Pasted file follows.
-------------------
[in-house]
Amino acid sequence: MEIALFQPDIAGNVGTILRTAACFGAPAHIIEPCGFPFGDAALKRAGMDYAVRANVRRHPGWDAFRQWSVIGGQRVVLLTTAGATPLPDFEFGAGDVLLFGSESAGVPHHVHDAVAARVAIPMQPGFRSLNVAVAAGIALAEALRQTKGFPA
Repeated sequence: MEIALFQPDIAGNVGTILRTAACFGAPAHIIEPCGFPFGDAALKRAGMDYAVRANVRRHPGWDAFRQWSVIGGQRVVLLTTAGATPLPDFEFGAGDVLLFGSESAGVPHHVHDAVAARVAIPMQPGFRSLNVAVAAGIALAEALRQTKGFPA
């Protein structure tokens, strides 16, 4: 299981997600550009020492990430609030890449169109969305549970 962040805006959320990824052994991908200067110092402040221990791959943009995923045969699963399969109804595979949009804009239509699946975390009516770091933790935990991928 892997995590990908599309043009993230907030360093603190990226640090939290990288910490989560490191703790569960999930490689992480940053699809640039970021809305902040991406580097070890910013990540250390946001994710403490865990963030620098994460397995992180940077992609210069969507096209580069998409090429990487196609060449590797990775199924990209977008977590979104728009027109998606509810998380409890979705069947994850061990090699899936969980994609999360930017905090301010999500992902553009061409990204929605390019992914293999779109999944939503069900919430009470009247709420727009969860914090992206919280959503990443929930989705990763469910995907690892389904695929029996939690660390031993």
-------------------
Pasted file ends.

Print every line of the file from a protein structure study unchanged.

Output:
[in-house]
Amino acid sequence: MEIALFQPDIAGNVGTILRTAACFGAPAHIIEPCGFPFGDAALKRAGMDYAVRANVRRHPGWDAFRQWSVIGGQRVVLLTTAGATPLPDFEFGAGDVLLFGSESAGVPHHVHDAVAARVAIPMQPGFRSLNVAVAAGIALAEALRQTKGFPA
Repeated sequence: MEIALFQPDIAGNVGTILRTAACFGAPAHIIEPCGFPFGDAALKRAGMDYAVRANVRRHPGWDAFRQWSVIGGQRVVLLTTAGATPLPDFEFGAGDVLLFGSESAGVPHHVHDAVAARVAIPMQPGFRSLNVAVAAGIALAEALRQTKGFPA
């Protein structure tokens, strides 16, 4: 299981997600550009020492990430609030890449169109969305549970 962040805006959320990824052994991908200067110092402040221990791959943009995923045969699963399969109804595979949009804009239509699946975390009516770091933790935990991928 892997995590990908599309043009993230907030360093603190990226640090939290990288910490989560490191703790569960999930490689992480940053699809640039970021809305902040991406580097070890910013990540250390946001994710403490865990963030620098994460397995992180940077992609210069969507096209580069998409090429990487196609060449590797990775199924990209977008977590979104728009027109998606509810998380409890979705069947994850061990090699899936969980994609999360930017905090301010999500992902553009061409990204929605390019992914293999779109999944939503069900919430009470009247709420727009969860914090992206919280959503990443929930989705990763469910995907690892389904695929029996939690660390031993």